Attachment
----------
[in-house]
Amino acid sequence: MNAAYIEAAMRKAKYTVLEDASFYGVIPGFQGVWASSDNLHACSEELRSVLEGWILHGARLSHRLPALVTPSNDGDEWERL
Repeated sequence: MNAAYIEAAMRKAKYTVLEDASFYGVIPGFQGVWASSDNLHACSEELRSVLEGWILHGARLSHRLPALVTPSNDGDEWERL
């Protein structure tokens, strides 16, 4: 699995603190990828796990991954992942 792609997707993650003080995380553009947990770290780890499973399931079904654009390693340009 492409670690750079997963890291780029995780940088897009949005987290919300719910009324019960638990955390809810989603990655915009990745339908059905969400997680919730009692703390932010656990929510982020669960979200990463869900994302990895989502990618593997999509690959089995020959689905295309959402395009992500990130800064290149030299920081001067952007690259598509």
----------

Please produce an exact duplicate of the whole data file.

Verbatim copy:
[in-house]
Amino acid sequence: MNAAYIEAAMRKAKYTVLEDASFYGVIPGFQGVWASSDNLHACSEELRSVLEGWILHGARLSHRLPALVTPSNDGDEWERL
Repeated sequence: MNAAYIEAAMRKAKYTVLEDASFYGVIPGFQGVWASSDNLHACSEELRSVLEGWILHGARLSHRLPALVTPSNDGDEWERL
């Protein structure tokens, strides 16, 4: 699995603190990828796990991954992942 792609997707993650003080995380553009947990770290780890499973399931079904654009390693340009 492409670690750079997963890291780029995780940088897009949005987290919300719910009324019960638990955390809810989603990655915009990745339908059905969400997680919730009692703390932010656990929510982020669960979200990463869900994302990895989502990618593997999509690959089995020959689905295309959402395009992500990130800064290149030299920081001067952007690259598509």